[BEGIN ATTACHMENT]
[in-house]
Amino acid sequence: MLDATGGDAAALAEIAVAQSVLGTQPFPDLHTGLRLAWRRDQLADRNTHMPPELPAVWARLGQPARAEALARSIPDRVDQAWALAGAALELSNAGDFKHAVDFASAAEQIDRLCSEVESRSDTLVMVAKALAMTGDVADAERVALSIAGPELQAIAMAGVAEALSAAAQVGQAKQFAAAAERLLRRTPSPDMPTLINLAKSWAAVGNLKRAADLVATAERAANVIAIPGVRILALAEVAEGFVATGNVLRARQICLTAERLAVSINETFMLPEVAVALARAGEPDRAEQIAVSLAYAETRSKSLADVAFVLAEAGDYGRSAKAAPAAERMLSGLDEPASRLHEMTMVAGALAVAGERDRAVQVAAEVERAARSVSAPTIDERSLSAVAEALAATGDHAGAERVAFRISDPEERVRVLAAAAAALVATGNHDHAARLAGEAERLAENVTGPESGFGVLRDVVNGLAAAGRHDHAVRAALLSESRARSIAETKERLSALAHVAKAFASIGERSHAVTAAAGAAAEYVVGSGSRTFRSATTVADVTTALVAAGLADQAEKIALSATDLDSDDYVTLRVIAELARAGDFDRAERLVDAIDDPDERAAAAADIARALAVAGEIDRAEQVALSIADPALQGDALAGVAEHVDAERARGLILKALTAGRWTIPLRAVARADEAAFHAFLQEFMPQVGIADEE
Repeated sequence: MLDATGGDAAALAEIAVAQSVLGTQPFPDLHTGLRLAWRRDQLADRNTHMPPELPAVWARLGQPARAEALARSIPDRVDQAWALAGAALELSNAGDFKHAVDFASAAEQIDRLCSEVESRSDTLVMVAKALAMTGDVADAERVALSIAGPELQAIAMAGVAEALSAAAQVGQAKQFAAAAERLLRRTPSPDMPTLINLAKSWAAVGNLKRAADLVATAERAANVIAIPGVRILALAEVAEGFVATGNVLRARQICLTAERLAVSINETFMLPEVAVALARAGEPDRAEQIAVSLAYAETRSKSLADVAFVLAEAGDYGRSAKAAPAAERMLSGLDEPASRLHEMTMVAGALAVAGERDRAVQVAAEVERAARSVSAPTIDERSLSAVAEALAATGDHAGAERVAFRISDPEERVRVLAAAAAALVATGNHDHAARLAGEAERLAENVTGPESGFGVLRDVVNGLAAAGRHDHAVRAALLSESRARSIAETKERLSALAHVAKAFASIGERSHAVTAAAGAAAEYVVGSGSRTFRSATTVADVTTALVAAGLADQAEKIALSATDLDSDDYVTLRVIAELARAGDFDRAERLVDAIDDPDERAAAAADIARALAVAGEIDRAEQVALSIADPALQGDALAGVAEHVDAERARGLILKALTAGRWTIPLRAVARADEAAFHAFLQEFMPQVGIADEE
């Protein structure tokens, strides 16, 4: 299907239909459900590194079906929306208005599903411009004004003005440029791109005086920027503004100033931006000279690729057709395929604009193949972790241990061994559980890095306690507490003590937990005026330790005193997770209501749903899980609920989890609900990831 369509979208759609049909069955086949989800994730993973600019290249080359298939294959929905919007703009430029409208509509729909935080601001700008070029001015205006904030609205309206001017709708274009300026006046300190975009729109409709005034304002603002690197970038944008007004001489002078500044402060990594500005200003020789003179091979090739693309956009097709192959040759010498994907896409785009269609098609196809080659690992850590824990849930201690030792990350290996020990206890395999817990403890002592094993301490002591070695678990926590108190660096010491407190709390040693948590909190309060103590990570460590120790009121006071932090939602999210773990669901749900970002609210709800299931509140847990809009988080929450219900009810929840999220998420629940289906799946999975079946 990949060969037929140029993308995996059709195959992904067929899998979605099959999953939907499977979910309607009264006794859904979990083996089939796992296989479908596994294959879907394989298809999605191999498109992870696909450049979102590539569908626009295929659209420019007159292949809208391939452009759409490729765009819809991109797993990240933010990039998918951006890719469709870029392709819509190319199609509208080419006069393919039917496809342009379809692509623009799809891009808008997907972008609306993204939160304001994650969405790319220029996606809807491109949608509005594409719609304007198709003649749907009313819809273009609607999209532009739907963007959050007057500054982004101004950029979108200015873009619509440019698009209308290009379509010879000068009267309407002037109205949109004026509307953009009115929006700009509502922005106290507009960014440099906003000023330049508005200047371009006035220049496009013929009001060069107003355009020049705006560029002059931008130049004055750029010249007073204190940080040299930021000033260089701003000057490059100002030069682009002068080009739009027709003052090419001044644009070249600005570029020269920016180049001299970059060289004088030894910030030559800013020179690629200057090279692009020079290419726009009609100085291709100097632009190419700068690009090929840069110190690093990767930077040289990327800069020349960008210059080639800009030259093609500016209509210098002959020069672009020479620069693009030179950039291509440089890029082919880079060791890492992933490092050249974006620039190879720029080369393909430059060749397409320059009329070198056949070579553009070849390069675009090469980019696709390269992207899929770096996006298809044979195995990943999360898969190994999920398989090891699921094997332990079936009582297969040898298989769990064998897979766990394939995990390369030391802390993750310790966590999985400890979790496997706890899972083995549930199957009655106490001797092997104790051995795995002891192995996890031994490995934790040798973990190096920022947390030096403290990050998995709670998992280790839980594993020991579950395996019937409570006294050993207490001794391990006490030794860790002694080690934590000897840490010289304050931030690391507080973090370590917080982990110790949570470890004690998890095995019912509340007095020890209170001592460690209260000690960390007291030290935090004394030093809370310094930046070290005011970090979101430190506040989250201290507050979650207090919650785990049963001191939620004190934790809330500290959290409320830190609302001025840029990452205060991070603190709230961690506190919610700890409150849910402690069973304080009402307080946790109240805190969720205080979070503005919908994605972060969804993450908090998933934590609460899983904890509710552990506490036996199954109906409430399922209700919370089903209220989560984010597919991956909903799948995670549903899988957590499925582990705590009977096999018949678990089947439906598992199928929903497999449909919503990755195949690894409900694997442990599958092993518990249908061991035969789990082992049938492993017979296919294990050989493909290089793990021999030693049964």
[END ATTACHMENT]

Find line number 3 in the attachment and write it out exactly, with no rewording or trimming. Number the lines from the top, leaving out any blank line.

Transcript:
Repeated sequence: MLDATGGDAAALAEIAVAQSVLGTQPFPDLHTGLRLAWRRDQLADRNTHMPPELPAVWARLGQPARAEALARSIPDRVDQAWALAGAALELSNAGDFKHAVDFASAAEQIDRLCSEVESRSDTLVMVAKALAMTGDVADAERVALSIAGPELQAIAMAGVAEALSAAAQVGQAKQFAAAAERLLRRTPSPDMPTLINLAKSWAAVGNLKRAADLVATAERAANVIAIPGVRILALAEVAEGFVATGNVLRARQICLTAERLAVSINETFMLPEVAVALARAGEPDRAEQIAVSLAYAETRSKSLADVAFVLAEAGDYGRSAKAAPAAERMLSGLDEPASRLHEMTMVAGALAVAGERDRAVQVAAEVERAARSVSAPTIDERSLSAVAEALAATGDHAGAERVAFRISDPEERVRVLAAAAAALVATGNHDHAARLAGEAERLAENVTGPESGFGVLRDVVNGLAAAGRHDHAVRAALLSESRARSIAETKERLSALAHVAKAFASIGERSHAVTAAAGAAAEYVVGSGSRTFRSATTVADVTTALVAAGLADQAEKIALSATDLDSDDYVTLRVIAELARAGDFDRAERLVDAIDDPDERAAAAADIARALAVAGEIDRAEQVALSIADPALQGDALAGVAEHVDAERARGLILKALTAGRWTIPLRAVARADEAAFHAFLQEFMPQVGIADEE